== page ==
But both believe that good policy, and good execution, are destiny, and that consensus is visible in the party’s vast technocratic class, the army of Mr. Fix-its who ride to the rescue after Republicans leave everything in a smoldering heap.

    Sullivan concludes,

    They two parties are not even playing the same game. Democrats are playing one their opponents have long abandoned, and by rules Republicans think are for suckers.

    Ds are politely pushing policy. GOPs are fighting the Culture War. They’re not winning that war, but they aren’t playing to win. They’re playing to build a side. If you want to call it a cult, fine, but remember it’ll still be there when Trump is gone. They don’t care about culture issues, they care about using culture issues to create a loyal tribe so they can maintain power.

    My own personal kick is don’t say they’re a threat, don’t say they’re dangerous. Too may people hear that as “strong”. Make them look marginal and ridiculous. Not only do we have all the creatives to craft that message, it’s true. They are ridiculous. Howard Dean was right to run a 50 state strategy, fight everywhere. But recognize that some of them are in fact “deplorable”. Some people can’t be gotten. Write them off and marginalize them.

    Goddamit, fight. If Newsom is willing to make Texas’ stupid abortion vigilante law look ridiculous, more power to him, and I won’t be too scrupulous about matters of dignity and taste. After all, he’s not really making it look ridiculous, he’s revealing it as ridiculous. And if that makes it easier for the Federalist asshats to overturn the TX law and say “Look how reasonable we are. You should respect us (despite the clown makeup).”, fine. As long as they get rid of it. And people see that Abbott and Paxton did something ridiculous.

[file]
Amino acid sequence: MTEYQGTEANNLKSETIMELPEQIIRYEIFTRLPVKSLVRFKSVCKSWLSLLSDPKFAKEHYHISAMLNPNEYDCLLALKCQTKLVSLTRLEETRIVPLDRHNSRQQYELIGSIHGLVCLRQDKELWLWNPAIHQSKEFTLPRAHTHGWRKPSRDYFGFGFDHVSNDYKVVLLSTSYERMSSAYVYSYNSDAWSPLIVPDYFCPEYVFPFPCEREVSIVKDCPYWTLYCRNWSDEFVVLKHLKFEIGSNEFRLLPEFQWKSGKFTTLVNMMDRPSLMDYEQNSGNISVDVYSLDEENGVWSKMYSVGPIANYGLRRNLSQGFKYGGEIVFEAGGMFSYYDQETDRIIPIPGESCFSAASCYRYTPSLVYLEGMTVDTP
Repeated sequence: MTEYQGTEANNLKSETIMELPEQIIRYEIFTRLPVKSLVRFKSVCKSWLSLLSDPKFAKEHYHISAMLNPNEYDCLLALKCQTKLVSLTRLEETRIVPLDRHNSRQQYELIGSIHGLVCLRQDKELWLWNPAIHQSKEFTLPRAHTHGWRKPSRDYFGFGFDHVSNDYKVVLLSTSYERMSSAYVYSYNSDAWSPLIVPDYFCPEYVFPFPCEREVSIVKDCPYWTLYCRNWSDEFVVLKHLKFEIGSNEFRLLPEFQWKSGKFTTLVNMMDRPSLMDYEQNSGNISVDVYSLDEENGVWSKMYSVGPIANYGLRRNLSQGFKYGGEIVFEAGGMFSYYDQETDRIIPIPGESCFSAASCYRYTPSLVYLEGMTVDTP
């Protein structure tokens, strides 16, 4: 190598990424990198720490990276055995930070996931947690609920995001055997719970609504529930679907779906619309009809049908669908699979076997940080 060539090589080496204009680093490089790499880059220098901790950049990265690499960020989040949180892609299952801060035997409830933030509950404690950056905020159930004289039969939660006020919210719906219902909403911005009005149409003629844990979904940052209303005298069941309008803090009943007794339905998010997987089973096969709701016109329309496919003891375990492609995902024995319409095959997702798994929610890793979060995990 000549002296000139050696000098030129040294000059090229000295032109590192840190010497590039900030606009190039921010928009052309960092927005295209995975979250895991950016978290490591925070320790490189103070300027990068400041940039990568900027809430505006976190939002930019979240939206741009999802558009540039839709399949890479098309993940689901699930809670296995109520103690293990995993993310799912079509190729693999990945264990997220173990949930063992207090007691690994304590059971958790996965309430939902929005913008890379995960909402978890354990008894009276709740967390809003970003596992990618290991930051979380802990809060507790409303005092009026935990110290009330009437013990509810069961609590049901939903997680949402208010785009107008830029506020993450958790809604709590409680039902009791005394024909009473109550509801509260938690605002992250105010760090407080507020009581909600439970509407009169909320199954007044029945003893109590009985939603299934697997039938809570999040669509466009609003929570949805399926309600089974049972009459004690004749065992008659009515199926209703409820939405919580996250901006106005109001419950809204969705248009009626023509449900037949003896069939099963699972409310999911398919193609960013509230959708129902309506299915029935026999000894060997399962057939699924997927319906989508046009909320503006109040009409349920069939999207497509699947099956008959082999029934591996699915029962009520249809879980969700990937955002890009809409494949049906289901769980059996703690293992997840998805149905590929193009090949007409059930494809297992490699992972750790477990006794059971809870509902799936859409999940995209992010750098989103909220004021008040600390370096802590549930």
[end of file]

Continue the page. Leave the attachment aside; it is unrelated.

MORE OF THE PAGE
6. DAllenABQ says:

    This is grandstanding and I am all for it. The R party stands for nothing anymore but the raw exercise of power, and so long as this is true the D party playing conventional, coalition-building and policy oriented politics is a loser’s game. The whole point of the CA law is for it to be challenged and force the courts, and (maybe) eventually SCOTUS to have to explain itself.

    And a large quibble; the right to keep and bear arms is explicitly written into the Constitution as being subject to a well-regulated militia. Yes, I know that Scalia (the bestest legal textualist ever) ignored that part of the text of 2A, but the words are still there.

  7. Moosebreath says: